Problem A
Input: Standard Input

Output: Standard Output

Time Limit: 2 Seconds

In a classical computer game, a creature jumps around on the cells in a pyramid much like the one in the picture below. The creature can jump to the cells directly above him or below him. Jumping outside the pyramid is of course not allowed.

When the creature lands on a cell, it changes color: from red to green, green to blue or blue to red. Given how the cells are initially colored, determine a jumping sequence containing no more than 5000 jumps that turns all the cells into blue. You are allowed to start from any cell in the pyramid you want (this guarantees that there will always be a solution). The first cell to change color is the one reached after jumping from the start cell.


The input consists of several test cases (at most 50). Each test case begins with a line containing a single integer n (2 <= n <= 40), the height of the pyramid. The next n lines describe the start configuration of the pyramid using the upper case letters 'R', 'G' and 'B'. The pyramid is described in row major order, each row from left to right; see the sample input for the exact format (the first sample input corresponds to the pyramid in the picture). At least one cell in the pyramid is not blue in the start configuration.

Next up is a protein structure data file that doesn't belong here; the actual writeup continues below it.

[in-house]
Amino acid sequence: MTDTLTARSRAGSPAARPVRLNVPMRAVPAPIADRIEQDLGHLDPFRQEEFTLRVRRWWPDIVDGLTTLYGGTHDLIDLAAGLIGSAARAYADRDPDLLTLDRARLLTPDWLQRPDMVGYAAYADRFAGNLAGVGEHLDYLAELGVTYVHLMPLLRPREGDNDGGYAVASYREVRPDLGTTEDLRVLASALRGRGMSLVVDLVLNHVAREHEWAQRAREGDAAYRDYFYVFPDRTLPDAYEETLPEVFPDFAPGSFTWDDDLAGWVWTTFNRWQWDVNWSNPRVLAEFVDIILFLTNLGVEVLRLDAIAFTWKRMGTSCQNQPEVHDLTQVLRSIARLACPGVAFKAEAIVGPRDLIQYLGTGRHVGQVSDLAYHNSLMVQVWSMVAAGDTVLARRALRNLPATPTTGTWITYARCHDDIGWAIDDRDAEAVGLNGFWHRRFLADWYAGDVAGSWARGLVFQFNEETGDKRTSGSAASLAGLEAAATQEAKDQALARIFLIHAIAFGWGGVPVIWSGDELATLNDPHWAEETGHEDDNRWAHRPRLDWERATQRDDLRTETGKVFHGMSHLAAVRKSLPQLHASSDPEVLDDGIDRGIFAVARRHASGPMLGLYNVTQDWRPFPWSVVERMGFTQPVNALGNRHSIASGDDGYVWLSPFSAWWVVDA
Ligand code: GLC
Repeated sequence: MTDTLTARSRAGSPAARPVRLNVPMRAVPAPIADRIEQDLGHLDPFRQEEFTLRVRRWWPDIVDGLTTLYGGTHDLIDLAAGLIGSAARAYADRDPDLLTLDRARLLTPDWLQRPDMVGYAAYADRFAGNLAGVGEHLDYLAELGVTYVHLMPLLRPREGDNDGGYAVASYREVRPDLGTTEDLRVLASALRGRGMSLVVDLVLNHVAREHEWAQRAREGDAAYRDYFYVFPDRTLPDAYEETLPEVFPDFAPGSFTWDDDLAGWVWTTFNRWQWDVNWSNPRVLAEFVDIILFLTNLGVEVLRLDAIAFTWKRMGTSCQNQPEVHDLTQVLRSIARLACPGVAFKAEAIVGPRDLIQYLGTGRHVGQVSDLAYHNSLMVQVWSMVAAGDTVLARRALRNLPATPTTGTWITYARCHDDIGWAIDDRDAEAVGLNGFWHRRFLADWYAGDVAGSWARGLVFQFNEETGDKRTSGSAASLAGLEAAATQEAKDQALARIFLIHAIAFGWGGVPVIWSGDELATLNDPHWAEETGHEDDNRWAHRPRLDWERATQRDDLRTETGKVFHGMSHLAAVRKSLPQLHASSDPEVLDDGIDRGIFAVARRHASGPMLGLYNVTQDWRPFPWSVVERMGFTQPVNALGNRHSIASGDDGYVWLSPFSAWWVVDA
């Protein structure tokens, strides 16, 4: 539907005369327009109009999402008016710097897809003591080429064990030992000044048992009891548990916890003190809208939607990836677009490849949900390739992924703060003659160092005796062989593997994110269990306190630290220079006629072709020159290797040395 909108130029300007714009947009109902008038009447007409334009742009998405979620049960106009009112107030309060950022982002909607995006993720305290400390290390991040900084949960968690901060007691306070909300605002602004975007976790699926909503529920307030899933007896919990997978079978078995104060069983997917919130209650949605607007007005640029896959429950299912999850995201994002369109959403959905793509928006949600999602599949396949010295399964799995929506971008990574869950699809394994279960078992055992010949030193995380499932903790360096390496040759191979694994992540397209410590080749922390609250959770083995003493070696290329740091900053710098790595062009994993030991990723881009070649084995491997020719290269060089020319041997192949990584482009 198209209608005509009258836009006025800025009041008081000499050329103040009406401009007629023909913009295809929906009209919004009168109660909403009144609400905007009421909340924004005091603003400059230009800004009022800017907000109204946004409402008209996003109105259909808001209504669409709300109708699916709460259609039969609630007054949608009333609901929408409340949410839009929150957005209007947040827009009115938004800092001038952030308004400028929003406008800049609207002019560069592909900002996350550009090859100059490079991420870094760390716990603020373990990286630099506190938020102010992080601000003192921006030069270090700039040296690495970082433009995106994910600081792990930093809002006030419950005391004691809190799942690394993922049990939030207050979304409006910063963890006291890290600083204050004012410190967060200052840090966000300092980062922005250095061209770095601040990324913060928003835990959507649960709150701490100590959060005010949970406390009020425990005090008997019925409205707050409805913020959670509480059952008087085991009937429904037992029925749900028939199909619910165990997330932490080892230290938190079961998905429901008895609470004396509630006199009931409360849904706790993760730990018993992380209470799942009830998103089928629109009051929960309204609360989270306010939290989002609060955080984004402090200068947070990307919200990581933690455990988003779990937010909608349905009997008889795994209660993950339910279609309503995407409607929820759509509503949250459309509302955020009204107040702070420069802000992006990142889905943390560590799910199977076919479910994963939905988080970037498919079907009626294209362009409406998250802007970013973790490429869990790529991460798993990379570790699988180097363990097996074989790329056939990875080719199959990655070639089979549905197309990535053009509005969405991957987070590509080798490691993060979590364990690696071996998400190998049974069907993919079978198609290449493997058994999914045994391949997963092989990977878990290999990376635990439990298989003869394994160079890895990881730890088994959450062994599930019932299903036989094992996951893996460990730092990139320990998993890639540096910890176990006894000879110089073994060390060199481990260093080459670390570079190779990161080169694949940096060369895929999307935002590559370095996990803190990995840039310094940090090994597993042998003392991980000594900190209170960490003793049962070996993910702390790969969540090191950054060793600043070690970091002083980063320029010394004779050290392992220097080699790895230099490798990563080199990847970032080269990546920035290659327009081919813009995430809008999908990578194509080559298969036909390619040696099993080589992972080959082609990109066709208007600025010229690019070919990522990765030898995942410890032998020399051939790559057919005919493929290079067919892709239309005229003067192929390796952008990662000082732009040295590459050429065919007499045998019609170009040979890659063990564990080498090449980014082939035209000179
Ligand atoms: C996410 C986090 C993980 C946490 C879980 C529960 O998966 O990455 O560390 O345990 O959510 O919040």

The input ends with a case where n is 0, which should not be processed.



For each test case, output two lines. The first line should contain two integers, the creatures start position in the pyramid. The first integer is the row (1 being the top row) and the second integer is the cell in that row (1 being the leftmost cell). The next line should contain a string describing the jumps. The length of this string should be at most 5000 characters. Each character should either be a '7' (jumping up-left), a '9' (up-right), a '1' (down-left) or a '3' (down-right). Any solution that has no more than 5000 jumps and which turns all cells into blue will be accepted.


Sample Input                           Output for Sample Input

3 1
2 1


Problemsetter: Jimmy Mårdell, Member of Elite Problemsetters' Panel 

I majored in music composition at Florida State University in the late 1960s. I minored in watching demonstrations, dodging bayonnets, eating buttered spaghetti, gorging on week-end buffets, and pursuing women. Despite objections including a visit to the dean, I was forced to take a mathematics course where I first encountered reason. Though painful, it was refreshing.

-Bill Poucher